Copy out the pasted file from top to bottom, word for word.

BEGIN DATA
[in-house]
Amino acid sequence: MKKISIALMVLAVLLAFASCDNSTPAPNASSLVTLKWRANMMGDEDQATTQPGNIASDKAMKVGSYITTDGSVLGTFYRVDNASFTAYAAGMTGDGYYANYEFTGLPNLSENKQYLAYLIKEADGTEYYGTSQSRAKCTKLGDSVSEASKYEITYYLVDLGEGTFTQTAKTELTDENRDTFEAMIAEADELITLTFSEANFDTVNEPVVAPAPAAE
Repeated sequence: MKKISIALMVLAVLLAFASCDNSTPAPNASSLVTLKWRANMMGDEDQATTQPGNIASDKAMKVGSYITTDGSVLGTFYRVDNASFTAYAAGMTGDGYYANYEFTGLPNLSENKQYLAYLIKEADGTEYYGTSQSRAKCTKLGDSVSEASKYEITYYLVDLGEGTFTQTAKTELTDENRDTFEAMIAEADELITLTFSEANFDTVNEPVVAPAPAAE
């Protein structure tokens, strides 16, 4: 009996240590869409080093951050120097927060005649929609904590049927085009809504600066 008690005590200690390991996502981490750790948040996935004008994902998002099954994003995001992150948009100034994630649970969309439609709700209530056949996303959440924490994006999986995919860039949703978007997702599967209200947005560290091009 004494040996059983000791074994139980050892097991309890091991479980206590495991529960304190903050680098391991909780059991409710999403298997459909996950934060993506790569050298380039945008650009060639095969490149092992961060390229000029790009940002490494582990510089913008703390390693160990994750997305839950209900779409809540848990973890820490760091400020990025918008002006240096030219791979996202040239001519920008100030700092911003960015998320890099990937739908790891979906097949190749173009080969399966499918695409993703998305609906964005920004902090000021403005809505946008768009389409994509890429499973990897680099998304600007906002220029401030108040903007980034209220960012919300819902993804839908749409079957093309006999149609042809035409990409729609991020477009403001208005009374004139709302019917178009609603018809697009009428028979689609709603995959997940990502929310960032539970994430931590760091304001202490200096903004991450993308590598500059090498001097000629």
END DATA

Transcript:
[in-house]
Amino acid sequence: MKKISIALMVLAVLLAFASCDNSTPAPNASSLVTLKWRANMMGDEDQATTQPGNIASDKAMKVGSYITTDGSVLGTFYRVDNASFTAYAAGMTGDGYYANYEFTGLPNLSENKQYLAYLIKEADGTEYYGTSQSRAKCTKLGDSVSEASKYEITYYLVDLGEGTFTQTAKTELTDENRDTFEAMIAEADELITLTFSEANFDTVNEPVVAPAPAAE
Repeated sequence: MKKISIALMVLAVLLAFASCDNSTPAPNASSLVTLKWRANMMGDEDQATTQPGNIASDKAMKVGSYITTDGSVLGTFYRVDNASFTAYAAGMTGDGYYANYEFTGLPNLSENKQYLAYLIKEADGTEYYGTSQSRAKCTKLGDSVSEASKYEITYYLVDLGEGTFTQTAKTELTDENRDTFEAMIAEADELITLTFSEANFDTVNEPVVAPAPAAE
């Protein structure tokens, strides 16, 4: 009996240590869409080093951050120097927060005649929609904590049927085009809504600066 008690005590200690390991996502981490750790948040996935004008994902998002099954994003995001992150948009100034994630649970969309439609709700209530056949996303959440924490994006999986995919860039949703978007997702599967209200947005560290091009 004494040996059983000791074994139980050892097991309890091991479980206590495991529960304190903050680098391991909780059991409710999403298997459909996950934060993506790569050298380039945008650009060639095969490149092992961060390229000029790009940002490494582990510089913008703390390693160990994750997305839950209900779409809540848990973890820490760091400020990025918008002006240096030219791979996202040239001519920008100030700092911003960015998320890099990937739908790891979906097949190749173009080969399966499918695409993703998305609906964005920004902090000021403005809505946008768009389409994509890429499973990897680099998304600007906002220029401030108040903007980034209220960012919300819902993804839908749409079957093309006999149609042809035409990409729609991020477009403001208005009374004139709302019917178009609603018809697009009428028979689609709603995959997940990502929310960032539970994430931590760091304001202490200096903004991450993308590598500059090498001097000629």